Friday, 18 November 2016

Polls, Predictions, and Russian Roulette

In the aftermath of the US election, prediction websites have been heavily criticised for giving Clinton a high chance of victory. This is not the fault of the sites themselves; I think it has more to do with the mindset of the users.

This is really safe, right?
I want to distinguish between polls and predictors. Polling companies provide the raw data; sites such as FiveThirtyEightUpshot, and the Princeton Election Consortium aggregate the data, use it as input to mathematical models, and give us the probability of different outcomes.

The polling companies got it badly wrong. The RCP final polling average was Clinton 46.8, Trump 43.6, for a Clinton lead of 3.2. The result of the popular vote was Clinton 47.9, Trump 46.9, for a Clinton lead of 1.0. In 2016, national polls were wrong by 2.2%.

Update 2017-01-25: On updated figures, the popular vote result was Clinton 48.2, Trump 46.1, for a Clinton lead of 2.1%. The national polls were wrong by only 1.1%.

A lot of third-party voters switched to one of the two main candidates: Trump and Clinton's combined vote in the final polls was 90.4, but that rose to 94.8 on Election Day. This largely benefited Trump; he gained 3.3 points, whereas Clinton only gained 1.1.

The polling industry will rightly be asking itself hard questions about its methods, where it went wrong, and how it can improve. But this degree of error is not unusual.

It's been almost universally overlooked, but in 2012, the polls were even more wrong.The RCP final polling average was Obama 48.8, Romney 48.1, for an Obama lead of 0.7; the popular vote was Obama 51.1, Romney 47.2, for an Obama lead of 3.9. In 2012, national polls were wrong by 3.2%.

In both 2012 and 2016, the polling errors were not just noise; if that was the case, we would see some polls overestimating the frontrunner's vote, and others underestimating it, so that the average was fairly accurate. Something more systematic went wrong. It's hard to say exactly what that was; 538 has some interesting speculation.

It will be cold comfort to the polling industry, but their collective accuracy has improved over 2012. It just so happens that last time, Obama had been expected to win anyway, so few people took much notice of his margin of victory.

Now we turn to the aggregation sites. They don't gather any data themselves; all they can work with is what the polling companies give them. The polls have a margin of error, so the predictions are not a sure thing. Different assumptions and mathematical methods give different results.

Final predictions for Trump's chance of victory were 29% (538), 15% (Upshot), and 6% (PEC).

(PEC had a headline >99% "win probability" for Clinton, but if you delve further into their results, they gave Trump a 6% chance to win the Electoral College.)

538 have accordingly received kudos for their "good" prediction, but I think this is mistaken. The actual result -- a clear Trump loss in the popular vote, with razor-thin victories in a few large states giving him the Electoral College -- was well within the range of plausible outcomes under the other models.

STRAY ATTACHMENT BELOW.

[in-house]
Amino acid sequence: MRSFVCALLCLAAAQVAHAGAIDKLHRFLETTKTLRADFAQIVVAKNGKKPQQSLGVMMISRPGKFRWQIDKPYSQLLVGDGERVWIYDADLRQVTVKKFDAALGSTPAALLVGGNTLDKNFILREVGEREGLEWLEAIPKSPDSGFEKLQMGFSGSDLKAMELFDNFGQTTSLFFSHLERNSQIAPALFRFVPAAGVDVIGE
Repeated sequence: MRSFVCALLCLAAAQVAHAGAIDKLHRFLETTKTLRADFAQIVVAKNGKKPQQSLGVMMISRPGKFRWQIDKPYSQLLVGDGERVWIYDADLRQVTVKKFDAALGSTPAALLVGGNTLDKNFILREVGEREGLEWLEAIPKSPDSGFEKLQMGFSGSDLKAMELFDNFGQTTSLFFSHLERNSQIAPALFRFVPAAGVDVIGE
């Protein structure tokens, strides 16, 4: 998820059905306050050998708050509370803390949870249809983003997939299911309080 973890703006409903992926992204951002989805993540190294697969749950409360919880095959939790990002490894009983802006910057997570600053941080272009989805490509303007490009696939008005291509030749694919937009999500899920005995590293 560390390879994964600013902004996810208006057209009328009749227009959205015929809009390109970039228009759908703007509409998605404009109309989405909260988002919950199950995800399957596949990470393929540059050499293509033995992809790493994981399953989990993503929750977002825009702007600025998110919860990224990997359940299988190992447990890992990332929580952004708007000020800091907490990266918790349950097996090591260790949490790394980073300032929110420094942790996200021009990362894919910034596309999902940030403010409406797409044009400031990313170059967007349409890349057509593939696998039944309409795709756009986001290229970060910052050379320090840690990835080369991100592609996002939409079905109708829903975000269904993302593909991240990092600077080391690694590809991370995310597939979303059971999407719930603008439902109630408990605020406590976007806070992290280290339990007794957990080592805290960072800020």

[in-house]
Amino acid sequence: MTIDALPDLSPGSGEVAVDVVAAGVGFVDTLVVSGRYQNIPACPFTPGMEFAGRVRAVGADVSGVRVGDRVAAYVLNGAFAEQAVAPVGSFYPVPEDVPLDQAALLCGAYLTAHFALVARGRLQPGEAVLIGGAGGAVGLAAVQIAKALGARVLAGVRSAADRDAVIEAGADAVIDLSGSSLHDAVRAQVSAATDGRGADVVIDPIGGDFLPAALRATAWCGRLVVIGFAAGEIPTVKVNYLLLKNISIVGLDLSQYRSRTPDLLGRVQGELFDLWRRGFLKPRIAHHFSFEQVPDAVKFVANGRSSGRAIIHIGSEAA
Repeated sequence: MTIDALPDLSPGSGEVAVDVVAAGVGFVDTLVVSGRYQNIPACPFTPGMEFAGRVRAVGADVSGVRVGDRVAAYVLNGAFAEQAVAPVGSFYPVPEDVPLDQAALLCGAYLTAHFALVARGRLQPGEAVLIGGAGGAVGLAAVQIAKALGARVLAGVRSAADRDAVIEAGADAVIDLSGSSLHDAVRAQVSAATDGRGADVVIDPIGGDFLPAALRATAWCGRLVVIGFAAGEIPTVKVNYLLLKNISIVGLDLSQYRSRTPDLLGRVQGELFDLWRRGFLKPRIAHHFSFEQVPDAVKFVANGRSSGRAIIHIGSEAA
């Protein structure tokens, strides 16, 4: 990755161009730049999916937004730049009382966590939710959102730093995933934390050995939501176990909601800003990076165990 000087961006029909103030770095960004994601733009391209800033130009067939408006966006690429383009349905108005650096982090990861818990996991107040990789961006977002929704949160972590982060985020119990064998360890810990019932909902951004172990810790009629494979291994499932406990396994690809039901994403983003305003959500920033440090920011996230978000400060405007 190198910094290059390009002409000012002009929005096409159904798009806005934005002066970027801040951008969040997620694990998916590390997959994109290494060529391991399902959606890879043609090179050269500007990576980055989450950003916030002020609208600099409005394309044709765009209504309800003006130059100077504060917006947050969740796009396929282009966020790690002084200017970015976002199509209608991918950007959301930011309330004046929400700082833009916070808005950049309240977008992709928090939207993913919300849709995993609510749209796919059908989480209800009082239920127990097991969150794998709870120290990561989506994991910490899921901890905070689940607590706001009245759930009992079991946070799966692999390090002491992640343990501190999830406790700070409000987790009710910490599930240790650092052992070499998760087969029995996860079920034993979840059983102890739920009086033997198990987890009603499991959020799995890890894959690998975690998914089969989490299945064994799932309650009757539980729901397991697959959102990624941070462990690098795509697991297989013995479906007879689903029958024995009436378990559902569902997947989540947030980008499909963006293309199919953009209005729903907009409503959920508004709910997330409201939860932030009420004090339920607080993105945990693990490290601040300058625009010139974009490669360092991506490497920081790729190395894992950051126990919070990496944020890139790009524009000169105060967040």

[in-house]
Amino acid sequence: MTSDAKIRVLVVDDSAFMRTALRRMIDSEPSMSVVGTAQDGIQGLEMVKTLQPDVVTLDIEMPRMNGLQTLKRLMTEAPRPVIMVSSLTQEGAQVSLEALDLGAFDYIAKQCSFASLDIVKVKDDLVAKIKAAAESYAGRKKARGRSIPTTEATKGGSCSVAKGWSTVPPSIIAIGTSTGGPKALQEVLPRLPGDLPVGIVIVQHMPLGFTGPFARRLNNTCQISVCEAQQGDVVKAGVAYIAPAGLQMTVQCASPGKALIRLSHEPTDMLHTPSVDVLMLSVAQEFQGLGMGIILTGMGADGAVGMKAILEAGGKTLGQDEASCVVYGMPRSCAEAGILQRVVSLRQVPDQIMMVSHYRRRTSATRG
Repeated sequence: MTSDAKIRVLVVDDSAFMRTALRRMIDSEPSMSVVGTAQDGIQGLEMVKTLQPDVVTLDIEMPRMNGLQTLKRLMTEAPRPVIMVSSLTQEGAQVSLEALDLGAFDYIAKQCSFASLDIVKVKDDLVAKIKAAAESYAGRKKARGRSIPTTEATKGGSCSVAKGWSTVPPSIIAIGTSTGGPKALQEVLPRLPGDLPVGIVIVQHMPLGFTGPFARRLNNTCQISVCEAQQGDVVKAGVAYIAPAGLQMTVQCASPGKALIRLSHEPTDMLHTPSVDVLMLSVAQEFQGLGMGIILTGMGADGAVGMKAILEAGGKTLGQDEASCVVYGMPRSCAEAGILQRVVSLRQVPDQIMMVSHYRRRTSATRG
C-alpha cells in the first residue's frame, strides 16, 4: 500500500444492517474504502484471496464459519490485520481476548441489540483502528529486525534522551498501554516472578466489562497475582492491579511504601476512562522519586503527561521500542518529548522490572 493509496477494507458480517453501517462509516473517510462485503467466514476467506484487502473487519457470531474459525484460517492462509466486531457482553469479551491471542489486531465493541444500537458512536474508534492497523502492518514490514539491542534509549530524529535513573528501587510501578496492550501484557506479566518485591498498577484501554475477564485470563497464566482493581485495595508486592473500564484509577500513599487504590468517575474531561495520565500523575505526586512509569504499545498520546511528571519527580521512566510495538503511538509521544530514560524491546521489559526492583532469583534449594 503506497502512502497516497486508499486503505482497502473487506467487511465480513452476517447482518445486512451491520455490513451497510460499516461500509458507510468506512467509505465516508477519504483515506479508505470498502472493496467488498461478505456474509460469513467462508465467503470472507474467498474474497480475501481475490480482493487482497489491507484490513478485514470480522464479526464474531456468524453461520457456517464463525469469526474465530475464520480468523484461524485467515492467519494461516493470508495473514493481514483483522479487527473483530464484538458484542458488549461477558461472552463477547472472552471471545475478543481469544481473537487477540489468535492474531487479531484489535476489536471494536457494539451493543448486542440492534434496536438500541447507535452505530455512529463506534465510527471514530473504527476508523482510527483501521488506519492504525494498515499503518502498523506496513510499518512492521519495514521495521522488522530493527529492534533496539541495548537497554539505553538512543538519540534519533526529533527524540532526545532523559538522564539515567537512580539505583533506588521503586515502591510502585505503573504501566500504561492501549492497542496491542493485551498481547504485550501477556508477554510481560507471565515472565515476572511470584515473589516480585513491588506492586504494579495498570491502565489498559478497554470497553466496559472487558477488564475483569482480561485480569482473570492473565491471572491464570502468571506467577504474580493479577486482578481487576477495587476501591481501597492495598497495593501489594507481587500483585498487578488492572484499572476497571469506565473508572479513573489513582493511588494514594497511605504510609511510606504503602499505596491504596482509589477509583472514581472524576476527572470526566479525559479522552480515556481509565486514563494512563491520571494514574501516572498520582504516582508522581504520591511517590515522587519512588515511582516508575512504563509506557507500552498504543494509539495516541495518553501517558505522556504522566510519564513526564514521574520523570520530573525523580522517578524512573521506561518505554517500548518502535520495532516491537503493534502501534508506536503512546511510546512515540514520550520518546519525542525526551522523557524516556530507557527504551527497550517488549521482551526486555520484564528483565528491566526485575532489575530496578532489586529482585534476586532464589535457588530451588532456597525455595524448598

Let's take PEC with its 6% prediction. Its founder, Sam Wang, has apologised for his misleading estimate, and followed through on his promise to eat a bug if Trump won. In hindsight, some of his model's assumptions may have been poorly chosen. But I think his only serious mistake was to emphasise the very high probability of Clinton winning the popular vote, instead of her somewhat lower chance of winning the Electoral College.

In the scheme of things, 6% is not trivial. It's more likely than an NFL kicker missing an extra point; snow on Christmas Day in London or Washington DC; or drawing two pairs in a hand of poker.

Are these events mildly unusual? Yes. Would I bet the proverbial farm against any of them? Absolutely not.

Similarly, Upshot's 15% chance is slightly less than that of of getting a bullet in Russian Roulette. No sane person would bet his or her life on those odds. If somebody tied you to a chair, and announced you were going to play a single round of Russian Roulette whether you liked it or not, you would rightly be terrified.

A Trump victory isn't quite as bad as losing at Russian Roulette; but it is very, very bad.

Many people who were afraid of a Trump victory approached the situation backwards. They were looking for reassurance, any reassurance, and seized on prediction websites to provide it. Eighty-five percent chance of a Clinton win? That's pretty high, right? That means we're going to be OK, right?

No, it doesn't, and it never did. The numbers were made into a security blanket, a talisman, a lucky rabbit's foot, which they never claimed to be. I really do understand the temptation, and succumbed to it a little bit myself, although I did point out before the election that it was far from a sure thing for Clinton.

The lessons to be learned are not very comforting: Polls are subject to error, and a three-point lead is not a place of safety. There is no such thing as an infallible crystal ball; mathematical models can quantify uncertainty, but they do not remove it.

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